Keep your eyes peeled for the thousands of migratory shorebirds flocking to Adelaide’s Gulf St Vincent this spring.
If you’re around Adelaide at this time of year, make sure you look up to the sky. It definitely won’t be Superman, but chances are it will be a shorebird.
Thousands of migratory shorebirds flock to Gulf St Vincent in the north-west of Adelaide in spring as part of their annual southern migration.
The migratory shorebird lifestyle is one of extensive travel and rest, between food rich habitats for shelter and breeding.
Migratory shorebirds – also known as waders – can travel more than 25,000 kilometres yearly, during a lifespan that can exceed 20 years.
Our local migratory shorebirds travel to opposite ends of the planet – from the northern Arctic breeding grounds, along the East Asian-Australasian Flyway, to our southern Australian shores, and then back again. But why?
SA’s rich coastline
Gulf St Vincent is an important summer destination for many migratory shorebirds. The 60 km stretch of coast north-west of Adelaide, from the Barker Inlet to the township of Port Parham, contains important habitat for shorebirds to feed and roost.
This stretch of coast sits parallel to Port Wakefield Road, and is being created as the Adelaide International Bird Sanctuary.
Thompson Beach – part of the Adelaide International Bird Sanctuary
Many of the migratory shorebirds depend on Adelaide’s north-west coastline to fatten up for the long journey back to their arctic breeding grounds. What makes this coast so attractive is its rich mudflats and saltmarshes, open space, shelter and safety.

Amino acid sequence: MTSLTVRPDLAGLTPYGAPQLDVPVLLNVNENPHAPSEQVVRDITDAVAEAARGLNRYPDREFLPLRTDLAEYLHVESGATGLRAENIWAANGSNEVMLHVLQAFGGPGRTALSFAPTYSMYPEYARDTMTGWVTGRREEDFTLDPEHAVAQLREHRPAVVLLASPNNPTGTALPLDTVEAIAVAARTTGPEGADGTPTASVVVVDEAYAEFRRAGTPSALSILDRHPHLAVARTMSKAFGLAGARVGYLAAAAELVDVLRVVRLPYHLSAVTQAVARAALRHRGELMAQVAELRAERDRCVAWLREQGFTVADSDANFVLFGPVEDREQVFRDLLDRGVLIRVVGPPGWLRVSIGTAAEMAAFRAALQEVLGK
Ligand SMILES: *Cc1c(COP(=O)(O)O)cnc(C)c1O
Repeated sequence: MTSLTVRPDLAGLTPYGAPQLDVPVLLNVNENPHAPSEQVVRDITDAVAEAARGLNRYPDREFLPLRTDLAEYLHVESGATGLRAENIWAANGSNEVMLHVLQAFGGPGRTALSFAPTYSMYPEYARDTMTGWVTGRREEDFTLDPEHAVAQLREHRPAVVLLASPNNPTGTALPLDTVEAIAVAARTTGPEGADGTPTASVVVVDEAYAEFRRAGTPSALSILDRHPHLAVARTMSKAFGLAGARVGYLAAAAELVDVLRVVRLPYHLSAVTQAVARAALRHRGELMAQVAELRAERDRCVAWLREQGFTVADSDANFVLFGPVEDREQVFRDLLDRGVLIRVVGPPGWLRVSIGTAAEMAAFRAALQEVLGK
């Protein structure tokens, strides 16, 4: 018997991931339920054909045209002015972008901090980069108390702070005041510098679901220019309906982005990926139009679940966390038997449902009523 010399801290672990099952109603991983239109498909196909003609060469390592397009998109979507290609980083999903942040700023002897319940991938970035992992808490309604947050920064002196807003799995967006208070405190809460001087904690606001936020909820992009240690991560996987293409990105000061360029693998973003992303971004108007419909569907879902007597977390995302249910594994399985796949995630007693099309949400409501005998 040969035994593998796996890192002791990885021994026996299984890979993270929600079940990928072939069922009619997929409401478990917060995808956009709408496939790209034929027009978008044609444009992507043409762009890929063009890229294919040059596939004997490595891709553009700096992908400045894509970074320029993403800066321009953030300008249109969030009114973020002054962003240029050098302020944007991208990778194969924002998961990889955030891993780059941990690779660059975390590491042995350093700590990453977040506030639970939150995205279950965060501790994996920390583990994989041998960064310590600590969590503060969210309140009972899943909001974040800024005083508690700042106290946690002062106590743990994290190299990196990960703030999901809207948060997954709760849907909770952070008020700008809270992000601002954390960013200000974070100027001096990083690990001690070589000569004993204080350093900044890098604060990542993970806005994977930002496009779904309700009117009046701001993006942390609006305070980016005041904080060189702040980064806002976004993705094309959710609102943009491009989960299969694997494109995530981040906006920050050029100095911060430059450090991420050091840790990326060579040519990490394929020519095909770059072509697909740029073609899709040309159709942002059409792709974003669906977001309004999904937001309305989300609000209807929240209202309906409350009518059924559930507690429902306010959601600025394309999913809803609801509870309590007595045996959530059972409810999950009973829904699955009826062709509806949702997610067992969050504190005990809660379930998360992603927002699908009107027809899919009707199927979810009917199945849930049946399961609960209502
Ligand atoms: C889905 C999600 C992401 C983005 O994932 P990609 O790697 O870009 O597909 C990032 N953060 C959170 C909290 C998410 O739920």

Bird is the word this spring
Gulf St Vincent hosts around 27,000 shorebirds, particularly during the warmer months, including up to 42 migrant species.
The area supports internationally significant numbers of red knots, red-necked stints and sharp-tailed sandpipers, and nationally significant numbers of the Critically Endangered eastern curlews and great knots as well as bar-tailed godwits and curlew sandpiper.
Red knot (image courtesy of M Stokes)
As well as migratory shorebirds the area is also important for resident shorebirds that breed on local beaches, such as the red-capped plover, sooty oystercatcher and pied oystercatcher.
Adelaide Shorebird Festival
Help celebrate the arrival of these migratory shorebirds at the Adelaide Shorebird Festival on Sunday 30 October.
The Festival is a free family event being held next to the St Kilda Playground between 10 am and 4 pm with birdwatching tours, tram rides and Kaurna activities.
While the shorebirds gorge on mudflats and saltmarsh, you can enjoy the local food at the Festival with celebrity MC for the day ‘Cosi’ from Channel 9’s South Aussie with Cosi.
Check out the website for more details.
Main image – Curlew sandpipers (image courtesy of M Stokes)
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